Bitcoin Crackdown To Tackle Terrorism

Europe wants to strip away the cloak of anonymity from virtual currency transactions to expose criminals and terrorists.

Online transactions for currencies such as Bitcoin are conducted in secret, allowing crime to flourish undetected, according to a report from the European Commission.

The study argues anonymous transactions allow funding for terrorism and money laundering to flourish.

The European Agenda for Security has devised an action plan to make moving money around harder for terrorists following recent outrages in France.

The main measures will be tracing terrorists by tracking how money and virtual currencies are switched around and identifying and blocking terrorist money sources to disrupt fund raising.

Weapons and explosives

The report explains that new financial technologies, such as Bitcoin, which are outside the banking regulatory system make raising and moving funds too easy for terrorists.

Security services want to close down these options and use any data collected from financial transactions to identify and track down terrorists.

First Vice-President of the European Commission Frans Timmermans, said: “We must cut off the resources that fund terrorism. By detecting and disrupting their money supply we reduce their ability to travel, to buy weapons and explosives, to plot attacks and to spread hate and fear online.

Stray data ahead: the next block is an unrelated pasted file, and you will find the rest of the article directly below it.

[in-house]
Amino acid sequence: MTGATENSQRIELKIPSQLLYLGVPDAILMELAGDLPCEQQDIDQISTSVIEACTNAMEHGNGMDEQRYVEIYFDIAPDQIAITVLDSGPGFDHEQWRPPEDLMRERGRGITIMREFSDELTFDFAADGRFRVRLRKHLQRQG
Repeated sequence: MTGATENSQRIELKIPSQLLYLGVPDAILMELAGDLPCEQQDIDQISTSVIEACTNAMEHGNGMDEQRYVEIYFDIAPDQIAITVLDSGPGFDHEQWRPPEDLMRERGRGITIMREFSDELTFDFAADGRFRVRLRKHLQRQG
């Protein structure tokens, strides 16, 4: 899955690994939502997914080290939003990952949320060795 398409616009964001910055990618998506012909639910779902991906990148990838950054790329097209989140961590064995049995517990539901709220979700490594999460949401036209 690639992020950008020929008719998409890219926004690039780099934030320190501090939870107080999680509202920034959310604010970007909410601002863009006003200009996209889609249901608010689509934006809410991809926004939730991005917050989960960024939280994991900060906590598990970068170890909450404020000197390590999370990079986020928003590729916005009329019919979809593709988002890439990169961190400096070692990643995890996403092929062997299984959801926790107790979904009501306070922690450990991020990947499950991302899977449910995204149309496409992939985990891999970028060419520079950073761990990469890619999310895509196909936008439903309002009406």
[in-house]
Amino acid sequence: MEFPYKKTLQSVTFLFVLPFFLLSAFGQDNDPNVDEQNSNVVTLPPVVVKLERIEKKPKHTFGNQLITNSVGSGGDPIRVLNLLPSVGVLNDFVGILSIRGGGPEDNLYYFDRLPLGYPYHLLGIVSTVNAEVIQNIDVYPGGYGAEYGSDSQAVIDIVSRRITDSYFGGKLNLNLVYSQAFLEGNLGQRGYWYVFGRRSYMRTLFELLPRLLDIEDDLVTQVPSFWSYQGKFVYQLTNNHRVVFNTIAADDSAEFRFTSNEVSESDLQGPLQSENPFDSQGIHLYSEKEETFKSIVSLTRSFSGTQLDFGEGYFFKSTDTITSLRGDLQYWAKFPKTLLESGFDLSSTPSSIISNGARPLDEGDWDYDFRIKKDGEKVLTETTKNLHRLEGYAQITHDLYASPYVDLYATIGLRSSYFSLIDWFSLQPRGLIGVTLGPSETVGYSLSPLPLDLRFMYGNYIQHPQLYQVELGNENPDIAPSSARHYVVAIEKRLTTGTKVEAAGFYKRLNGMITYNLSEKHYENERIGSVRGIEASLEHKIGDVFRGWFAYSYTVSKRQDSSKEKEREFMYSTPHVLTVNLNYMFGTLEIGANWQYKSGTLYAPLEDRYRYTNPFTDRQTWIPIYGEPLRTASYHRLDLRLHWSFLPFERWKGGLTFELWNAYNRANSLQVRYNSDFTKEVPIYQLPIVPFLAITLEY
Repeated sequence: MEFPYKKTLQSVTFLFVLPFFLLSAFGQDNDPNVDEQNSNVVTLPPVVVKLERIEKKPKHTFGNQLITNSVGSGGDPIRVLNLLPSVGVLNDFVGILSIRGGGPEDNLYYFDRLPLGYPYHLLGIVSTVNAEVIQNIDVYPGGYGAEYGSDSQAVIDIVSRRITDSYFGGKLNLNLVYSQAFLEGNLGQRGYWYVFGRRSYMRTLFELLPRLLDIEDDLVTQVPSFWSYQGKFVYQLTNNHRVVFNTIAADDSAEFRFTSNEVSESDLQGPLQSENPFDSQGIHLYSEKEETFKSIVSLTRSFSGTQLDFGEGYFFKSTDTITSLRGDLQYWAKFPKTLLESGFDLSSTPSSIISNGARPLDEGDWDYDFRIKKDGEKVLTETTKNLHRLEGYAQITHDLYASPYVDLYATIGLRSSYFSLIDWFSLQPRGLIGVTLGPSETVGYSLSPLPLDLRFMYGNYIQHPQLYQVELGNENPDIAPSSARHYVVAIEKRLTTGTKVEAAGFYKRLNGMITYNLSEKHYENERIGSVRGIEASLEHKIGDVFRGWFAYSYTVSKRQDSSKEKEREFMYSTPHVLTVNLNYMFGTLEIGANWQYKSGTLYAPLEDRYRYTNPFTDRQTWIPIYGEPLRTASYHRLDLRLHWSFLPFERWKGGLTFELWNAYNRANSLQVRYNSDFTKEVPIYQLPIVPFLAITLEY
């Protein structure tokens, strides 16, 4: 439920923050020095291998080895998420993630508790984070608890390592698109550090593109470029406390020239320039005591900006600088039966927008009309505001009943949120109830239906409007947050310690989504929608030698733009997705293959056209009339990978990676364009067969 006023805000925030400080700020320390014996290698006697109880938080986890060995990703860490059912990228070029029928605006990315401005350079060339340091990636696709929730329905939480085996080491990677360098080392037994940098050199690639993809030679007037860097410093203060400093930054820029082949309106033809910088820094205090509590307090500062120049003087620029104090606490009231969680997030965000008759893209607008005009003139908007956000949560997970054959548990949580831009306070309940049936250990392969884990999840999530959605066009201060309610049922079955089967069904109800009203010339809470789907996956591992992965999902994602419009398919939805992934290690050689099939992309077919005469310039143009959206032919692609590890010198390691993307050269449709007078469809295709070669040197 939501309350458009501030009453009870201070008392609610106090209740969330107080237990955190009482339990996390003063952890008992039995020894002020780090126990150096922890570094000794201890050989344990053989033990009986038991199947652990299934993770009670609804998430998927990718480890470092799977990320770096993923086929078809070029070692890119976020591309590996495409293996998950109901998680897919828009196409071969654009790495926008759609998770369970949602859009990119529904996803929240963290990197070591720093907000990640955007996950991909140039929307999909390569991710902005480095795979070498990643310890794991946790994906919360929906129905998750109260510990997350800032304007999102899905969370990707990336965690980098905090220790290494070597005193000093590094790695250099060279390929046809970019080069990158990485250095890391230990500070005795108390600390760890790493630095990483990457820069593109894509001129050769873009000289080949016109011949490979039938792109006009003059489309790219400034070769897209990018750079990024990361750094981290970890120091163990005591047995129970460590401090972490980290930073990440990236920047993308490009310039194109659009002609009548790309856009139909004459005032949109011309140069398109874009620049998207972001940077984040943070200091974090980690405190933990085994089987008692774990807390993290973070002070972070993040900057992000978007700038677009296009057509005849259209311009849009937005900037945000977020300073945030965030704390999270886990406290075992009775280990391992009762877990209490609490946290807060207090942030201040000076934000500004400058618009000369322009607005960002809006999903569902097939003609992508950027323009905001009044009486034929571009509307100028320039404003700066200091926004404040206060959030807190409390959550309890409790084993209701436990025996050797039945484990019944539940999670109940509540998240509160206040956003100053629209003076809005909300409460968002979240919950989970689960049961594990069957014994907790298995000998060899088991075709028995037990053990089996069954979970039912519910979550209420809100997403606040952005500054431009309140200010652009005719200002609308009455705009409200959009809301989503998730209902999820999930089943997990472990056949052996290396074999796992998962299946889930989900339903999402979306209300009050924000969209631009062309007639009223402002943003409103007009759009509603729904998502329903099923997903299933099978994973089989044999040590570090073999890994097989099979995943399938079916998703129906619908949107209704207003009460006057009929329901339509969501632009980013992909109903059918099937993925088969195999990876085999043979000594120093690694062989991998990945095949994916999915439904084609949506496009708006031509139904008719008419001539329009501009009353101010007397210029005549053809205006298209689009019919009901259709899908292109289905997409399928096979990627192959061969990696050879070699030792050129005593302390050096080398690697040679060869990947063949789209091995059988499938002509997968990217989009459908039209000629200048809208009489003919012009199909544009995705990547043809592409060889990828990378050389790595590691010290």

“The commission plans to update and develop EU rules and tools to tackle emerging threats and to step up the fight against terrorist financing.”

Virtual currencies like Bitcoin are outside the scope of international regulation and the concept of a virtual currency is based on the anonymity of users.

Smuggling and fraud

The principle has attracted terrorists and criminals, with allegations of dealing drugs and weapons on the dark web, while Bitcoin exchanges have failed losing investors millions of dollars amid claims of fraud and money laundering.

The European Commission report claims besides criminal activity, terrorists are benefitting from trading art and cultural goods as well as smuggling wildlife.

The value of transactions is also misrepresented by false invoicing and understating the value of shipments.

“We want to have a better overview of how money moves around Europe, including virtual currencies and pre-paid cards,” said Timmermans. “Although these controls are necessary, we also want this changes to cause the least possible disruption for law-abiding citizens.”

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